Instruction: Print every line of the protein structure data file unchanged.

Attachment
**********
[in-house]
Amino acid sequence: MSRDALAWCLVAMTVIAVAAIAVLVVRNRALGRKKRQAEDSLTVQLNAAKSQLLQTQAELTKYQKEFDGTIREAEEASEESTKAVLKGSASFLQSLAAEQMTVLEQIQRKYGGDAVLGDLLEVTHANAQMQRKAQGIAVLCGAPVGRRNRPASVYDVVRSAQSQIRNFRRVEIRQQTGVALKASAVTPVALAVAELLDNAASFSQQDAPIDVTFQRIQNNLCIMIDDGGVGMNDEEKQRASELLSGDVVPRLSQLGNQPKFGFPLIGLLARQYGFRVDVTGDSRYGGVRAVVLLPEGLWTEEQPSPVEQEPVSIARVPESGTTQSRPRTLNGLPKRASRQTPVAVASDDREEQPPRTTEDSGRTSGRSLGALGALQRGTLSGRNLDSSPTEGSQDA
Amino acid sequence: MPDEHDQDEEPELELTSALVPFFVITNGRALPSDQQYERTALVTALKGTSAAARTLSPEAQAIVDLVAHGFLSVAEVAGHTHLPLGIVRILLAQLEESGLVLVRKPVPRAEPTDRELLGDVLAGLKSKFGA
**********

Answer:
[in-house]
Amino acid sequence: MSRDALAWCLVAMTVIAVAAIAVLVVRNRALGRKKRQAEDSLTVQLNAAKSQLLQTQAELTKYQKEFDGTIREAEEASEESTKAVLKGSASFLQSLAAEQMTVLEQIQRKYGGDAVLGDLLEVTHANAQMQRKAQGIAVLCGAPVGRRNRPASVYDVVRSAQSQIRNFRRVEIRQQTGVALKASAVTPVALAVAELLDNAASFSQQDAPIDVTFQRIQNNLCIMIDDGGVGMNDEEKQRASELLSGDVVPRLSQLGNQPKFGFPLIGLLARQYGFRVDVTGDSRYGGVRAVVLLPEGLWTEEQPSPVEQEPVSIARVPESGTTQSRPRTLNGLPKRASRQTPVAVASDDREEQPPRTTEDSGRTSGRSLGALGALQRGTLSGRNLDSSPTEGSQDA
Amino acid sequence: MPDEHDQDEEPELELTSALVPFFVITNGRALPSDQQYERTALVTALKGTSAAARTLSPEAQAIVDLVAHGFLSVAEVAGHTHLPLGIVRILLAQLEESGLVLVRKPVPRAEPTDRELLGDVLAGLKSKFGA